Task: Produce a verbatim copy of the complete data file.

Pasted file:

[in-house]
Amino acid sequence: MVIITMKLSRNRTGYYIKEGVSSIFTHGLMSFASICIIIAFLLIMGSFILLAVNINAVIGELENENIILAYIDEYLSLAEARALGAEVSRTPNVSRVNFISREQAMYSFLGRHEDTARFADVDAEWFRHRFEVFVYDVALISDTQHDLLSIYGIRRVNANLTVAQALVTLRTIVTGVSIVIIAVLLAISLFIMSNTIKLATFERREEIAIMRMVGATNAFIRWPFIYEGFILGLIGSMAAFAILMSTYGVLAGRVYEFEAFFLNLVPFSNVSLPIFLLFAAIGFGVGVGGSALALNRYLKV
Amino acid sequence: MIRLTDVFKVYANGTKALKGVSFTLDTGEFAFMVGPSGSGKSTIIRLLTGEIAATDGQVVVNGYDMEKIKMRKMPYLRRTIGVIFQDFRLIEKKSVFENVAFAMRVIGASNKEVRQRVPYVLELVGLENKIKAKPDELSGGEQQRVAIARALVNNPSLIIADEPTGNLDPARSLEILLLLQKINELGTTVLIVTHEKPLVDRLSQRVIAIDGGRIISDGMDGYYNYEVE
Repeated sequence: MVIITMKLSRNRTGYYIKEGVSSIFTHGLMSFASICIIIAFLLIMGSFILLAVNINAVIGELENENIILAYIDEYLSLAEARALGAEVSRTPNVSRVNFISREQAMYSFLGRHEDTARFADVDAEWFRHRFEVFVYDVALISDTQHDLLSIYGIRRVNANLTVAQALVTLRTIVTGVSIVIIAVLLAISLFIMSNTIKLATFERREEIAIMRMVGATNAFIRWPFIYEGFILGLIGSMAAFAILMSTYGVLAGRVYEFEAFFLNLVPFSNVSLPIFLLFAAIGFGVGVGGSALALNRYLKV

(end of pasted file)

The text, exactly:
[in-house]
Amino acid sequence: MVIITMKLSRNRTGYYIKEGVSSIFTHGLMSFASICIIIAFLLIMGSFILLAVNINAVIGELENENIILAYIDEYLSLAEARALGAEVSRTPNVSRVNFISREQAMYSFLGRHEDTARFADVDAEWFRHRFEVFVYDVALISDTQHDLLSIYGIRRVNANLTVAQALVTLRTIVTGVSIVIIAVLLAISLFIMSNTIKLATFERREEIAIMRMVGATNAFIRWPFIYEGFILGLIGSMAAFAILMSTYGVLAGRVYEFEAFFLNLVPFSNVSLPIFLLFAAIGFGVGVGGSALALNRYLKV
Amino acid sequence: MIRLTDVFKVYANGTKALKGVSFTLDTGEFAFMVGPSGSGKSTIIRLLTGEIAATDGQVVVNGYDMEKIKMRKMPYLRRTIGVIFQDFRLIEKKSVFENVAFAMRVIGASNKEVRQRVPYVLELVGLENKIKAKPDELSGGEQQRVAIARALVNNPSLIIADEPTGNLDPARSLEILLLLQKINELGTTVLIVTHEKPLVDRLSQRVIAIDGGRIISDGMDGYYNYEVE
Repeated sequence: MVIITMKLSRNRTGYYIKEGVSSIFTHGLMSFASICIIIAFLLIMGSFILLAVNINAVIGELENENIILAYIDEYLSLAEARALGAEVSRTPNVSRVNFISREQAMYSFLGRHEDTARFADVDAEWFRHRFEVFVYDVALISDTQHDLLSIYGIRRVNANLTVAQALVTLRTIVTGVSIVIIAVLLAISLFIMSNTIKLATFERREEIAIMRMVGATNAFIRWPFIYEGFILGLIGSMAAFAILMSTYGVLAGRVYEFEAFFLNLVPFSNVSLPIFLLFAAIGFGVGVGGSALALNRYLKV